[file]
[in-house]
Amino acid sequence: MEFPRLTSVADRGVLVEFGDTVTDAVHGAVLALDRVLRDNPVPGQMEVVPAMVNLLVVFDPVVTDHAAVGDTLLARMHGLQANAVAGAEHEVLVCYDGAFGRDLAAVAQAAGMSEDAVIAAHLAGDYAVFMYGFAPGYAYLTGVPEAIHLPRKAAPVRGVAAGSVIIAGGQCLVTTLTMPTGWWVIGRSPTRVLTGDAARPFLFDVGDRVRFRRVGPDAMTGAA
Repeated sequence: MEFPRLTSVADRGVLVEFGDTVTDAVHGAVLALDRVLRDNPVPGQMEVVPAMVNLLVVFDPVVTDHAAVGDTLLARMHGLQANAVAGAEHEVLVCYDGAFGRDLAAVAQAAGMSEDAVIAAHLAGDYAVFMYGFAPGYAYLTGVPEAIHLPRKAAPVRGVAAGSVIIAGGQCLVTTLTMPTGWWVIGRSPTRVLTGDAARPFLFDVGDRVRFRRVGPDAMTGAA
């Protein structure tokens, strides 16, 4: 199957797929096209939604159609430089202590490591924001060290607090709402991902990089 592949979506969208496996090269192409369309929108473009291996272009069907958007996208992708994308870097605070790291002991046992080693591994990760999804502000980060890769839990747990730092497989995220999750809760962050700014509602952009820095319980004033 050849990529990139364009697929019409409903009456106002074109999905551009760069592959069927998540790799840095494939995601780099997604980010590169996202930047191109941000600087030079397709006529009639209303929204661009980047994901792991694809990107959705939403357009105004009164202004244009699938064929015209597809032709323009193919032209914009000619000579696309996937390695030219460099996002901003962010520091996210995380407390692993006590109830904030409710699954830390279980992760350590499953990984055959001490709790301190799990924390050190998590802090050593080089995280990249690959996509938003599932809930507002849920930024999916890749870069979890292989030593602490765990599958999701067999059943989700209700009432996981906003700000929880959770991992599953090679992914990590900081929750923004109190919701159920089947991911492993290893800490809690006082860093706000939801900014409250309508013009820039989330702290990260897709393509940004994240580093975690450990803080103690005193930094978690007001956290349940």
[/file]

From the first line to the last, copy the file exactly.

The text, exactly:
[in-house]
Amino acid sequence: MEFPRLTSVADRGVLVEFGDTVTDAVHGAVLALDRVLRDNPVPGQMEVVPAMVNLLVVFDPVVTDHAAVGDTLLARMHGLQANAVAGAEHEVLVCYDGAFGRDLAAVAQAAGMSEDAVIAAHLAGDYAVFMYGFAPGYAYLTGVPEAIHLPRKAAPVRGVAAGSVIIAGGQCLVTTLTMPTGWWVIGRSPTRVLTGDAARPFLFDVGDRVRFRRVGPDAMTGAA
Repeated sequence: MEFPRLTSVADRGVLVEFGDTVTDAVHGAVLALDRVLRDNPVPGQMEVVPAMVNLLVVFDPVVTDHAAVGDTLLARMHGLQANAVAGAEHEVLVCYDGAFGRDLAAVAQAAGMSEDAVIAAHLAGDYAVFMYGFAPGYAYLTGVPEAIHLPRKAAPVRGVAAGSVIIAGGQCLVTTLTMPTGWWVIGRSPTRVLTGDAARPFLFDVGDRVRFRRVGPDAMTGAA
């Protein structure tokens, strides 16, 4: 199957797929096209939604159609430089202590490591924001060290607090709402991902990089 592949979506969208496996090269192409369309929108473009291996272009069907958007996208992708994308870097605070790291002991046992080693591994990760999804502000980060890769839990747990730092497989995220999750809760962050700014509602952009820095319980004033 050849990529990139364009697929019409409903009456106002074109999905551009760069592959069927998540790799840095494939995601780099997604980010590169996202930047191109941000600087030079397709006529009639209303929204661009980047994901792991694809990107959705939403357009105004009164202004244009699938064929015209597809032709323009193919032209914009000619000579696309996937390695030219460099996002901003962010520091996210995380407390692993006590109830904030409710699954830390279980992760350590499953990984055959001490709790301190799990924390050190998590802090050593080089995280990249690959996509938003599932809930507002849920930024999916890749870069979890292989030593602490765990599958999701067999059943989700209700009432996981906003700000929880959770991992599953090679992914990590900081929750923004109190919701159920089947991911492993290893800490809690006082860093706000939801900014409250309508013009820039989330702290990260897709393509940004994240580093975690450990803080103690005193930094978690007001956290349940």